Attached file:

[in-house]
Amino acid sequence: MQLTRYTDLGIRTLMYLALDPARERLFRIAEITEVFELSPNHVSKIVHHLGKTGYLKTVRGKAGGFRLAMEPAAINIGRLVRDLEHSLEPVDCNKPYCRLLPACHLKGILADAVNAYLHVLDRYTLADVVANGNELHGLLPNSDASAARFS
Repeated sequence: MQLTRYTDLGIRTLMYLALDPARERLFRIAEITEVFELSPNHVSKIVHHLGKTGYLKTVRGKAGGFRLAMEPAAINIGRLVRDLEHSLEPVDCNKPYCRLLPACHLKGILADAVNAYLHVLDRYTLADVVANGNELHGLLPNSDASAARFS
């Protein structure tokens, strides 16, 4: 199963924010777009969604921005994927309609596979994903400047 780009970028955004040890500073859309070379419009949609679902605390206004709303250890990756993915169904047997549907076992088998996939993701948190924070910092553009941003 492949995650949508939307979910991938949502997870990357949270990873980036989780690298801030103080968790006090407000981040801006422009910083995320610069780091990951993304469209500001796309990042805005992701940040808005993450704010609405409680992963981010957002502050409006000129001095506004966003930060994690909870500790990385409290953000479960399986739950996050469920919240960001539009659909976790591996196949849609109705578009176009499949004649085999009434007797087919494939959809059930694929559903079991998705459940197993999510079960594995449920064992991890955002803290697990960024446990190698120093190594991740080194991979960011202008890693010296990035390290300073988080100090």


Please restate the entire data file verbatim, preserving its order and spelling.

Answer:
[in-house]
Amino acid sequence: MQLTRYTDLGIRTLMYLALDPARERLFRIAEITEVFELSPNHVSKIVHHLGKTGYLKTVRGKAGGFRLAMEPAAINIGRLVRDLEHSLEPVDCNKPYCRLLPACHLKGILADAVNAYLHVLDRYTLADVVANGNELHGLLPNSDASAARFS
Repeated sequence: MQLTRYTDLGIRTLMYLALDPARERLFRIAEITEVFELSPNHVSKIVHHLGKTGYLKTVRGKAGGFRLAMEPAAINIGRLVRDLEHSLEPVDCNKPYCRLLPACHLKGILADAVNAYLHVLDRYTLADVVANGNELHGLLPNSDASAARFS
């Protein structure tokens, strides 16, 4: 199963924010777009969604921005994927309609596979994903400047 780009970028955004040890500073859309070379419009949609679902605390206004709303250890990756993915169904047997549907076992088998996939993701948190924070910092553009941003 492949995650949508939307979910991938949502997870990357949270990873980036989780690298801030103080968790006090407000981040801006422009910083995320610069780091990951993304469209500001796309990042805005992701940040808005993450704010609405409680992963981010957002502050409006000129001095506004966003930060994690909870500790990385409290953000479960399986739950996050469920919240960001539009659909976790591996196949849609109705578009176009499949004649085999009434007797087919494939959809059930694929559903079991998705459940197993999510079960594995449920064992991890955002803290697990960024446990190698120093190594991740080194991979960011202008890693010296990035390290300073988080100090």